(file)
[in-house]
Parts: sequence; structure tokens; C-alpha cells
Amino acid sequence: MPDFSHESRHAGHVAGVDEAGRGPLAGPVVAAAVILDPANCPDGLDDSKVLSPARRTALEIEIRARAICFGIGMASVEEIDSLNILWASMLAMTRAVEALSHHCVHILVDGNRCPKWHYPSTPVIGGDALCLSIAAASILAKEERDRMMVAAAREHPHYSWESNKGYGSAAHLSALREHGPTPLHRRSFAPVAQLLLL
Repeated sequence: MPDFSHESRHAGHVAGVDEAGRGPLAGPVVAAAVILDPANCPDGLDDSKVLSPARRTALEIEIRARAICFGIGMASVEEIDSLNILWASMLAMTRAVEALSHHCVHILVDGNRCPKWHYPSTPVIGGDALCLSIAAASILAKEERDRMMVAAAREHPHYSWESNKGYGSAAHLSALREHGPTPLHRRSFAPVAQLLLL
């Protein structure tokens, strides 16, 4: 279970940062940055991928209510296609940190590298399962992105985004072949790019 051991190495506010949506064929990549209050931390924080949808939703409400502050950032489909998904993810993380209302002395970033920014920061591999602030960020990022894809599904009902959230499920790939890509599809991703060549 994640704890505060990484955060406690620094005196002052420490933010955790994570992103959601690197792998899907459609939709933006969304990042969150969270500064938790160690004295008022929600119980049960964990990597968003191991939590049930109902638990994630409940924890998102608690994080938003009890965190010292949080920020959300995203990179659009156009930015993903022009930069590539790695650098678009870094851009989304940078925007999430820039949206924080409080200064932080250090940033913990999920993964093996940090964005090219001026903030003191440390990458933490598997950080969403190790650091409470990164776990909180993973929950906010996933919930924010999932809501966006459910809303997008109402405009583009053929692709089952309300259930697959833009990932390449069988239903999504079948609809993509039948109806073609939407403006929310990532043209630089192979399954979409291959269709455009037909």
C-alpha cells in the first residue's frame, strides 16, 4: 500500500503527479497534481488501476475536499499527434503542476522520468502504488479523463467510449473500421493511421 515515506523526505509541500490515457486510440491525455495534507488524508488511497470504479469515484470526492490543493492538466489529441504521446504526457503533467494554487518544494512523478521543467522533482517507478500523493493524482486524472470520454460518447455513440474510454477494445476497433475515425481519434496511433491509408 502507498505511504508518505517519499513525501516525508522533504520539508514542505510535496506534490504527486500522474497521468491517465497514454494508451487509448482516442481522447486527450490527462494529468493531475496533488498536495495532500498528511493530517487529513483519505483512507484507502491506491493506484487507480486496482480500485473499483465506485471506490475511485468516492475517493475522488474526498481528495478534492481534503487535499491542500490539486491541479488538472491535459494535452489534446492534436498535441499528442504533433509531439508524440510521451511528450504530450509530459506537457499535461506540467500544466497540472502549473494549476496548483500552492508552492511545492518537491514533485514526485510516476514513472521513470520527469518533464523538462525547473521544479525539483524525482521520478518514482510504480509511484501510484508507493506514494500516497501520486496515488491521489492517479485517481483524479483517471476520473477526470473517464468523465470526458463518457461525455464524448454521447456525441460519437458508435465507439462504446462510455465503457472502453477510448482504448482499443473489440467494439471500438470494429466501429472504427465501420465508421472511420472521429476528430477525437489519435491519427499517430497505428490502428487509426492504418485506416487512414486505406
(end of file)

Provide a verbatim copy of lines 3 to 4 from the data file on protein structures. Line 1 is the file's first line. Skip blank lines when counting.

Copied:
Amino acid sequence: MPDFSHESRHAGHVAGVDEAGRGPLAGPVVAAAVILDPANCPDGLDDSKVLSPARRTALEIEIRARAICFGIGMASVEEIDSLNILWASMLAMTRAVEALSHHCVHILVDGNRCPKWHYPSTPVIGGDALCLSIAAASILAKEERDRMMVAAAREHPHYSWESNKGYGSAAHLSALREHGPTPLHRRSFAPVAQLLLL
Repeated sequence: MPDFSHESRHAGHVAGVDEAGRGPLAGPVVAAAVILDPANCPDGLDDSKVLSPARRTALEIEIRARAICFGIGMASVEEIDSLNILWASMLAMTRAVEALSHHCVHILVDGNRCPKWHYPSTPVIGGDALCLSIAAASILAKEERDRMMVAAAREHPHYSWESNKGYGSAAHLSALREHGPTPLHRRSFAPVAQLLLL